Started almost nine years ago in Sipson village on the outskirts of London, it is land that was supposed to be the site of the proposed new runway for Heathrow airport. Political protest, land reclamation, and communal living have been part of the project as it has evolved over the years.

The plan to evict has been long fought in the courts, and has been muddied by the squatting of a second adjacent plot of land that is owned by a different owner, making the enforcing of any Possession Orders logistically very difficult. However the time has come that the owner of the original site, Imran Malik, wants it back.

About 7.30am Tuesday (the evening standard reports 8:30am, but our local squat networks of course were on the blower much earlier about the situation – remember to sign up to the “NELSN” London phone network on 07575013111) the first High Court Enforcement bailiffs from the National Eviction Team arrived on the scene, and not long after they had gained access to the front half of the site.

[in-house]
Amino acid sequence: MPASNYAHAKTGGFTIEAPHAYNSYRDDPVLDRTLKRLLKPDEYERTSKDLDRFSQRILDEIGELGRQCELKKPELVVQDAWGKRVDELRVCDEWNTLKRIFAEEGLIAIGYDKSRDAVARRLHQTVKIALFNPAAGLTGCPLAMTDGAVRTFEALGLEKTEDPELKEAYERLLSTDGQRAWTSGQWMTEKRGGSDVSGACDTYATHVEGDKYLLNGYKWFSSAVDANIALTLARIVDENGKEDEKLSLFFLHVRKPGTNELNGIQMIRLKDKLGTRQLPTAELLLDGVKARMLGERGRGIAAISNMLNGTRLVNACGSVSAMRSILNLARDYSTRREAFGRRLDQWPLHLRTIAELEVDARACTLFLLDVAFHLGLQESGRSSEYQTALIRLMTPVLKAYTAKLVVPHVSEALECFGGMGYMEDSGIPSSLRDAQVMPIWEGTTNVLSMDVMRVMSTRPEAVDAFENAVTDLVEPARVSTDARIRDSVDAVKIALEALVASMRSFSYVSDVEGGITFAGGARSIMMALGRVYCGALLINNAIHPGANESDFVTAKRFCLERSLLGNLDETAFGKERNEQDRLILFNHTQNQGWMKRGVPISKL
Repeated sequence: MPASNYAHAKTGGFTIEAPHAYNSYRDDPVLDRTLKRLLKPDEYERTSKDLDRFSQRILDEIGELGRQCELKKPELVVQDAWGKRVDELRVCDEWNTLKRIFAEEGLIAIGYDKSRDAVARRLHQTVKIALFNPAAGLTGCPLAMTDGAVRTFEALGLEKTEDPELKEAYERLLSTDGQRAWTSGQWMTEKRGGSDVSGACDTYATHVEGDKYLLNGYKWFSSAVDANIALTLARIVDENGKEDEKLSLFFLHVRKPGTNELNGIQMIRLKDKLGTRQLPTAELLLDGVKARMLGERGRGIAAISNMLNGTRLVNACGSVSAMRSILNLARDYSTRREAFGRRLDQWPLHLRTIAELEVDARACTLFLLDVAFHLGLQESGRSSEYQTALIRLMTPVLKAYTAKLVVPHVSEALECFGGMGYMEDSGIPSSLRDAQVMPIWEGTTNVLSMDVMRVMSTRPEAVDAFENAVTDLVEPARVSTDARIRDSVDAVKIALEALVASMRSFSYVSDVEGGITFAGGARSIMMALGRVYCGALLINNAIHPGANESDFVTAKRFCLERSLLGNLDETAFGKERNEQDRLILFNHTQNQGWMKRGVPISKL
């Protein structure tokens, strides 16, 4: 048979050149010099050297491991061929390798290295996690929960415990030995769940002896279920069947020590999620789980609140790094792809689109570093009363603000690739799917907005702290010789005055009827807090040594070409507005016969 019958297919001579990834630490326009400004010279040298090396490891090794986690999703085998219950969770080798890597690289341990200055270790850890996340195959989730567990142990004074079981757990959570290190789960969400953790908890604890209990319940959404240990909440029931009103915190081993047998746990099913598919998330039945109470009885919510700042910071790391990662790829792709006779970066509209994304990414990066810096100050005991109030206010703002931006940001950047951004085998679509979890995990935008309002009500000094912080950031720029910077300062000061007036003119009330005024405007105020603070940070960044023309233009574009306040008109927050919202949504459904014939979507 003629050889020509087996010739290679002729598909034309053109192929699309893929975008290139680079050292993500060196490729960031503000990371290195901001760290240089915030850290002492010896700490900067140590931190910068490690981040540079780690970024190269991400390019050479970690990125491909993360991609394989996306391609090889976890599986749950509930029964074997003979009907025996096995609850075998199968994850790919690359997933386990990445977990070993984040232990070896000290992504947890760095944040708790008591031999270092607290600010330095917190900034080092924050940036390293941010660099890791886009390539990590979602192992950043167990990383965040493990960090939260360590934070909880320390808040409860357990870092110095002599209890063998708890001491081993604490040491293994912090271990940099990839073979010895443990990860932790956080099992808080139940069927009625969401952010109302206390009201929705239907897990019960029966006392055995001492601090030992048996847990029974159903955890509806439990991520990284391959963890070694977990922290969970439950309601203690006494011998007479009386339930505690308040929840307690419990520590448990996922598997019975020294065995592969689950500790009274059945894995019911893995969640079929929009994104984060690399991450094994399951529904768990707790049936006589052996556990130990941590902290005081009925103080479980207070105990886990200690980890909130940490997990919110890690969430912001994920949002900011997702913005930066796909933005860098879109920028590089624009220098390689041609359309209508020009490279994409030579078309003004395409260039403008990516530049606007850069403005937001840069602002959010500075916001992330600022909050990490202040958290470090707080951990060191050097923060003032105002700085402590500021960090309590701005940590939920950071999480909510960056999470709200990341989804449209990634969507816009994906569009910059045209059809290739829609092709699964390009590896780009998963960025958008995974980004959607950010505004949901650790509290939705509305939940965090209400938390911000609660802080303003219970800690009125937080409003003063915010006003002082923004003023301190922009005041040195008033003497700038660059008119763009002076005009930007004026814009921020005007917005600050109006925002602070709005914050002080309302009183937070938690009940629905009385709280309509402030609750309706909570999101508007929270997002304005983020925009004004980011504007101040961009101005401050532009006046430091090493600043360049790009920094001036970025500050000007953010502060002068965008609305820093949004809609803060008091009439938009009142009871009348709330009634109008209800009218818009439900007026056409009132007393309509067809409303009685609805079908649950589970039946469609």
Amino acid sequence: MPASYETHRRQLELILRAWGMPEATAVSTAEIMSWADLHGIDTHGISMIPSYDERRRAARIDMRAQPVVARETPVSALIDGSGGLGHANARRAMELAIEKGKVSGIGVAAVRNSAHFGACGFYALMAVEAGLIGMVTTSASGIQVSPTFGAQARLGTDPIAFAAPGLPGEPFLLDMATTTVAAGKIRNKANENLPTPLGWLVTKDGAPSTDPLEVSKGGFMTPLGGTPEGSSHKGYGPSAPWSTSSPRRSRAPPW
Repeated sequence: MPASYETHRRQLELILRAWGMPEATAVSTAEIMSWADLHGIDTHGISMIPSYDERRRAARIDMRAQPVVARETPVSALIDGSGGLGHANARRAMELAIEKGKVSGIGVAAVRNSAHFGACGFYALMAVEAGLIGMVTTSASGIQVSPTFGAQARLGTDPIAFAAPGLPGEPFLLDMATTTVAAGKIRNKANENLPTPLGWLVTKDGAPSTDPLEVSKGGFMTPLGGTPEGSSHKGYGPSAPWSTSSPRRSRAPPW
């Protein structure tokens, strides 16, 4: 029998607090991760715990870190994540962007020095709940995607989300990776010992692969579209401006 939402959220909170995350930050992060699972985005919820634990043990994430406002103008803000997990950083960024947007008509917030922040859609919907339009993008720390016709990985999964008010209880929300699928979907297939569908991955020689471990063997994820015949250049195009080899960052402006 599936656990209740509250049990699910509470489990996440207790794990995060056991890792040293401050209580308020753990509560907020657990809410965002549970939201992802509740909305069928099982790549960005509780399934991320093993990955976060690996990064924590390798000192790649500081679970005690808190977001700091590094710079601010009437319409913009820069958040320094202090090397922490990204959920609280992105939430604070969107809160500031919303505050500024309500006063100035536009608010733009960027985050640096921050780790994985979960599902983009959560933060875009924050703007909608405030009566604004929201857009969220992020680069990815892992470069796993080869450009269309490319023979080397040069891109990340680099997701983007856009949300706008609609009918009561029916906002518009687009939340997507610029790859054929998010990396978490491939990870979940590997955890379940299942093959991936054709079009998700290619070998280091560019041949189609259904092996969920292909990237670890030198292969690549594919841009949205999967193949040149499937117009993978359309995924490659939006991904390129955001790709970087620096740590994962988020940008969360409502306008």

During the eviction Grow Heathrow got some unexpected support from local school children.

Our hippy friends took to the tunnels and the tree-houses, with one person locking themselves to the turbine tower, and another going underground into the tunnels with food and water to last several days. Dig little mole, dig!

While the squatter up the tower has since been cut away, squatters from across London are making their way to support the Grow Heathrow crew as they remain in the second-half of the site, planning resistance, and of course the ninth birthday party in just few weekends’ time. See you there.